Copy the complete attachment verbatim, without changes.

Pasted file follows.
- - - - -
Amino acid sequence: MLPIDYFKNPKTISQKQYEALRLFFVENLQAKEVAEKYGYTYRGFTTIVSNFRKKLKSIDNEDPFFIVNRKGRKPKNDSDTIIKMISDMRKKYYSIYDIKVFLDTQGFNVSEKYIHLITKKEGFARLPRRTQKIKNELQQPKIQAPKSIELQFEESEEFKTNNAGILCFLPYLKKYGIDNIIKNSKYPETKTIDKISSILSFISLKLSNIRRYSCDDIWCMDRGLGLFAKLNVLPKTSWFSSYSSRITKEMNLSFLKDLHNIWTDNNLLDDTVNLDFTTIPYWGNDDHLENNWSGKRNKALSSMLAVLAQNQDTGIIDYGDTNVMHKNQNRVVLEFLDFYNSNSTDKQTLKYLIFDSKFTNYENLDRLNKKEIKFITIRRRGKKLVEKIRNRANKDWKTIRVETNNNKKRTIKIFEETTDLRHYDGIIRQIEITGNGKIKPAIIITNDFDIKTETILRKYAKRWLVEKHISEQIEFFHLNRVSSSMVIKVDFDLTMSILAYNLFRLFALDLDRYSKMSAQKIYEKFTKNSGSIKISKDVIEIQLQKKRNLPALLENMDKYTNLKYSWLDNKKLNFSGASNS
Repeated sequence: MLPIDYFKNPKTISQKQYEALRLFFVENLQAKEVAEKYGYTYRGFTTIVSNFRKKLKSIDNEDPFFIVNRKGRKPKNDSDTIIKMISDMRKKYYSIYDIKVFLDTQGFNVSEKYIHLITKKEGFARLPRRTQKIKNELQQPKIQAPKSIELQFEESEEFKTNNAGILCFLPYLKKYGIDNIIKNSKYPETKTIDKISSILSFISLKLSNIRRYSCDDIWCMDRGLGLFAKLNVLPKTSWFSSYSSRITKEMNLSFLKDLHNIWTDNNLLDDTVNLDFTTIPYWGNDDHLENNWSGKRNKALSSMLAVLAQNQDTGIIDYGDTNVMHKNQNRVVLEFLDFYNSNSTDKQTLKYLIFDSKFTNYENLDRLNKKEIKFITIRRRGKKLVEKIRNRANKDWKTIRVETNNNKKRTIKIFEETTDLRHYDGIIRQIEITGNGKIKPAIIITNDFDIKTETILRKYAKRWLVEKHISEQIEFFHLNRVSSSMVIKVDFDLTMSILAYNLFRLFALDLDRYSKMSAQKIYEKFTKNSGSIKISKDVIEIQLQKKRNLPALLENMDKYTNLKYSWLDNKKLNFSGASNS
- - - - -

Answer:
Amino acid sequence: MLPIDYFKNPKTISQKQYEALRLFFVENLQAKEVAEKYGYTYRGFTTIVSNFRKKLKSIDNEDPFFIVNRKGRKPKNDSDTIIKMISDMRKKYYSIYDIKVFLDTQGFNVSEKYIHLITKKEGFARLPRRTQKIKNELQQPKIQAPKSIELQFEESEEFKTNNAGILCFLPYLKKYGIDNIIKNSKYPETKTIDKISSILSFISLKLSNIRRYSCDDIWCMDRGLGLFAKLNVLPKTSWFSSYSSRITKEMNLSFLKDLHNIWTDNNLLDDTVNLDFTTIPYWGNDDHLENNWSGKRNKALSSMLAVLAQNQDTGIIDYGDTNVMHKNQNRVVLEFLDFYNSNSTDKQTLKYLIFDSKFTNYENLDRLNKKEIKFITIRRRGKKLVEKIRNRANKDWKTIRVETNNNKKRTIKIFEETTDLRHYDGIIRQIEITGNGKIKPAIIITNDFDIKTETILRKYAKRWLVEKHISEQIEFFHLNRVSSSMVIKVDFDLTMSILAYNLFRLFALDLDRYSKMSAQKIYEKFTKNSGSIKISKDVIEIQLQKKRNLPALLENMDKYTNLKYSWLDNKKLNFSGASNS
Repeated sequence: MLPIDYFKNPKTISQKQYEALRLFFVENLQAKEVAEKYGYTYRGFTTIVSNFRKKLKSIDNEDPFFIVNRKGRKPKNDSDTIIKMISDMRKKYYSIYDIKVFLDTQGFNVSEKYIHLITKKEGFARLPRRTQKIKNELQQPKIQAPKSIELQFEESEEFKTNNAGILCFLPYLKKYGIDNIIKNSKYPETKTIDKISSILSFISLKLSNIRRYSCDDIWCMDRGLGLFAKLNVLPKTSWFSSYSSRITKEMNLSFLKDLHNIWTDNNLLDDTVNLDFTTIPYWGNDDHLENNWSGKRNKALSSMLAVLAQNQDTGIIDYGDTNVMHKNQNRVVLEFLDFYNSNSTDKQTLKYLIFDSKFTNYENLDRLNKKEIKFITIRRRGKKLVEKIRNRANKDWKTIRVETNNNKKRTIKIFEETTDLRHYDGIIRQIEITGNGKIKPAIIITNDFDIKTETILRKYAKRWLVEKHISEQIEFFHLNRVSSSMVIKVDFDLTMSILAYNLFRLFALDLDRYSKMSAQKIYEKFTKNSGSIKISKDVIEIQLQKKRNLPALLENMDKYTNLKYSWLDNKKLNFSGASNS